Gulf fears, housing push dlr to record low vs euro

NEW YORK - The dollar fell to record lows against the euro and Swiss franc on Tuesday, hit by weak US housing data and speculation that Middle East oil exporters may ditch or revalue their dollar pegs to combat rising inflation.



By (Reuters)

Published: Wed 21 Nov 2007, 12:08 AM

Last updated: Sat 4 Apr 2015, 11:20 PM

The low-yielding yen also fell as a rebound in global stocks perked up demand for higher-yielding currencies, while the euro broke above $1.48 and was on track for its best daily gain against the greenback in a year.

“Every day, you can tabulate a small list of what’s ailing the dollar, and speculation about currency pegs and the housing data didn’t help at all,” said Stephen Malyon, senior currency strategist at Scotia Capital in Toronto.

Earlier talk of an emergency interest rate cut from the Federal Reserve also weighed on the dollar and boosted stocks. The central bank declined to comment.

The Fed’s next policy meeting is on Dec. 11. Markets expect a quarter-point cut in the 4.50 percent federal funds rate and analysts will scour minutes from the Fed’s last meeting for clues when they are released at 2 p.m. (1900 GMT).

The euro pushed to an all-time high of $1.4813 EUR, according to Reuters data, after a report showed U.S housing permits fell 6.6 percent in October, a 14-year low. The euro traded up 0.8 percent at $1.4785.

“It looks like the trend is for more pronounced weakness in housing, not less, and people fear that is going to have a big impact on the broader economy,” Malyon said.

The dollar fell below 1.1100 Swiss francs for the first time ever CHF. The euro rose 1.2 percent to 162.84 yen EURJPY and hit a 4-1/2-year peak against sterling EURGBP as global stocks gained, prompting investors back into carry trades funded with cheaply borrowed yen. The dollar gained 0.4 percent to 110.14 yen JPY.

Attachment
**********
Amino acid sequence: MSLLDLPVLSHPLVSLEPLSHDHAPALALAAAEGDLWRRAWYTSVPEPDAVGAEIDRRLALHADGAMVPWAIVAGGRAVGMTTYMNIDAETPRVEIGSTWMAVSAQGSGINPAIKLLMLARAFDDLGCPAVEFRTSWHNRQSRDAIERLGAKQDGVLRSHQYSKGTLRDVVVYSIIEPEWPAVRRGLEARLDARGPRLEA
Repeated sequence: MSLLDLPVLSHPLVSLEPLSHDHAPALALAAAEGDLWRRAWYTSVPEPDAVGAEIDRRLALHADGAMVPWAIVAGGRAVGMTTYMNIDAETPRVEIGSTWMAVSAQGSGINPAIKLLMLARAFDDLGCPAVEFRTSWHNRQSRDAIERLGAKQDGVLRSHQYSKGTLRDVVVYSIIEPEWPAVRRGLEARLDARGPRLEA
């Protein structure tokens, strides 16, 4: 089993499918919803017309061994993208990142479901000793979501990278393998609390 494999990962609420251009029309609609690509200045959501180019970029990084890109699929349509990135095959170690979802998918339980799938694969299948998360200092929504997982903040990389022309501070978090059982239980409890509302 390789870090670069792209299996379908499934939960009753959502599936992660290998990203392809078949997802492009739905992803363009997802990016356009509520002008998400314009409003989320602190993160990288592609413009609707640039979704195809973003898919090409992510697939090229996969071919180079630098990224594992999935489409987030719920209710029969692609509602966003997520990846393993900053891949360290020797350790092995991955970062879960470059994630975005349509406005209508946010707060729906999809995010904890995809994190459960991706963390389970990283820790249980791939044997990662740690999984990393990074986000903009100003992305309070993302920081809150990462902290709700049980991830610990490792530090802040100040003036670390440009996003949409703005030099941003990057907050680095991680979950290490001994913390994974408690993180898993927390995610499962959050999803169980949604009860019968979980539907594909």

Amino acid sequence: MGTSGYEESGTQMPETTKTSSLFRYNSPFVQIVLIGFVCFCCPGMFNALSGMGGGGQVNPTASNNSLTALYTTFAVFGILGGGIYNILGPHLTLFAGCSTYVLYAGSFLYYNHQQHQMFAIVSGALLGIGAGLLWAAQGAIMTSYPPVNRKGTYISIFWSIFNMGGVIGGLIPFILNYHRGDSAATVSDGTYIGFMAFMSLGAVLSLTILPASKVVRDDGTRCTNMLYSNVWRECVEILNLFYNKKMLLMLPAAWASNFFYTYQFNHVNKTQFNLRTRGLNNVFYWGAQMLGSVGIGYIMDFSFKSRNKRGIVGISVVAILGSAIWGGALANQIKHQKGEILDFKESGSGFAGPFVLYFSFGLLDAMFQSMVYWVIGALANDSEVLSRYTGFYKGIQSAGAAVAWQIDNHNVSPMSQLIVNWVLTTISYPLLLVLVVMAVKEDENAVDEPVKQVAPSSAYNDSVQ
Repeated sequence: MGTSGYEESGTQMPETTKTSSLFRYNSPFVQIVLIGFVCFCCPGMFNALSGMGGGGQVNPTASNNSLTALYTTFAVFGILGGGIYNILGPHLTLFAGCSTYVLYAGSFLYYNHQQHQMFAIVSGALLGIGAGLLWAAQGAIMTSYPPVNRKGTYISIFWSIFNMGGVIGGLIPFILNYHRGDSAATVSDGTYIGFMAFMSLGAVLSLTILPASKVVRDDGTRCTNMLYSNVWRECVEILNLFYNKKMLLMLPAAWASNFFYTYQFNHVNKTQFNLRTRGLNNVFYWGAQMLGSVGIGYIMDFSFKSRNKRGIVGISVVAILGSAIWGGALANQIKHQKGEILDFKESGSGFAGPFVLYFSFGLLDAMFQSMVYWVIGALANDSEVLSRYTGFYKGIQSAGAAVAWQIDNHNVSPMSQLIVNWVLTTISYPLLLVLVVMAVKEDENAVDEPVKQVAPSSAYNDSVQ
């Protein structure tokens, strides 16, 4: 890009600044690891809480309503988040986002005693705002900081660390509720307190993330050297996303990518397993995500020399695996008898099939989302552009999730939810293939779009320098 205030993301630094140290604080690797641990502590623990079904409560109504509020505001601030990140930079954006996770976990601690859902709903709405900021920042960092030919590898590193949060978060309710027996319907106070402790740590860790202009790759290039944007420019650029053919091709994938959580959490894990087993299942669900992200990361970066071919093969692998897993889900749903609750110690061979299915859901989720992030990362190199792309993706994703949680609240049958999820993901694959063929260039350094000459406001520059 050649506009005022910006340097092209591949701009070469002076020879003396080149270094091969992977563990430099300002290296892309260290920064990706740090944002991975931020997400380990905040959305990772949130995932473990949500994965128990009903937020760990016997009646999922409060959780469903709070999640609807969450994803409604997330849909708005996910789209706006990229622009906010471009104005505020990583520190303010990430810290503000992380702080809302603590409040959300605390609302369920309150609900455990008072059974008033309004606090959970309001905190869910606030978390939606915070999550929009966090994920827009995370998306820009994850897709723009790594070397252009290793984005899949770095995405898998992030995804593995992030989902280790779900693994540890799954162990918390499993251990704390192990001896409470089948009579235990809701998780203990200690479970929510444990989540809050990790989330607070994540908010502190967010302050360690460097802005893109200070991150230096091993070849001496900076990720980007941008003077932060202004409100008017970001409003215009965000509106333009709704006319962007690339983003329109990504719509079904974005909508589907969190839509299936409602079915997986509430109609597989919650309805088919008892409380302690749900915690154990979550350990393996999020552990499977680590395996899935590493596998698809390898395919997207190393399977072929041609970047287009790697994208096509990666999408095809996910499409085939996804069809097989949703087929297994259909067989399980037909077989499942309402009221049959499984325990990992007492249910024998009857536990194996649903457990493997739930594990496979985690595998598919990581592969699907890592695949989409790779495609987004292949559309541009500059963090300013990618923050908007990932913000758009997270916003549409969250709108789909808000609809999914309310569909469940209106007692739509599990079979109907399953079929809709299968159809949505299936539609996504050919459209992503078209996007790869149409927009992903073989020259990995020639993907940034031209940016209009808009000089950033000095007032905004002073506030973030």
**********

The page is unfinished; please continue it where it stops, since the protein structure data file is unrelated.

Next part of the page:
Traders said the euro got a boost from speculation that countries in the Gulf region may drop or revalue their dollar currency pegs, which could free them to reduce dollar buying and to hold more of their reserves in other currencies.

A Saudi newspaper quoted an official of the Gulf Cooperation Council, a regional economic block, as saying Saudi Arabia may be reluctantly considering its first riyal revaluation in two decades in response to the declining value of the dollar. Kuwait de-pegged the dinar in May and the United Arab Emirates said last week said it may follow suit. The GCC, which also includes Qatar, Oman and Bahrain, will review currency issues at a Dec. 3-4 meeting.

Bank of New York Mellon strategist Michael Woolfolk said the news was “a major factor” contributing to dollar losses, as is fear that dollar weakness may push the Organization of Petroleum Exporting Countries to stop pricing its oil in dollars.

But Win Thin, currency strategist at Brown Brothers Harriman in New York, said the latter is unlikely, as “most of OPEC is savvy enough to realize currencies move in cycles.

“People are grasping for any reason to sell dollars, though that does show how dollar-negative sentiment is,” Thin said.

Attention now turns to the FOMC minutes. The Fed has slashed interest rates by 75 basis points this year and markets expect another cut in December as the Fed tries to prevent housing and financial troubles from slowing the wider economy.

Indeed, the dollar’s decline accelerated after the Fed first cut rates in September and its dwindling yield advantage over other currencies has kept it on the ropes.

That pressure could ease in the weeks and months ahead now that markets are starting to price in rate cuts from the Bank of England and Bank of Canada.

“Once they start to smell lower rates in the eurozone, things could change. But I don’t think we’re quite there yet,” said Scotia’s Malyon. “That’s more of a 2008 story.”


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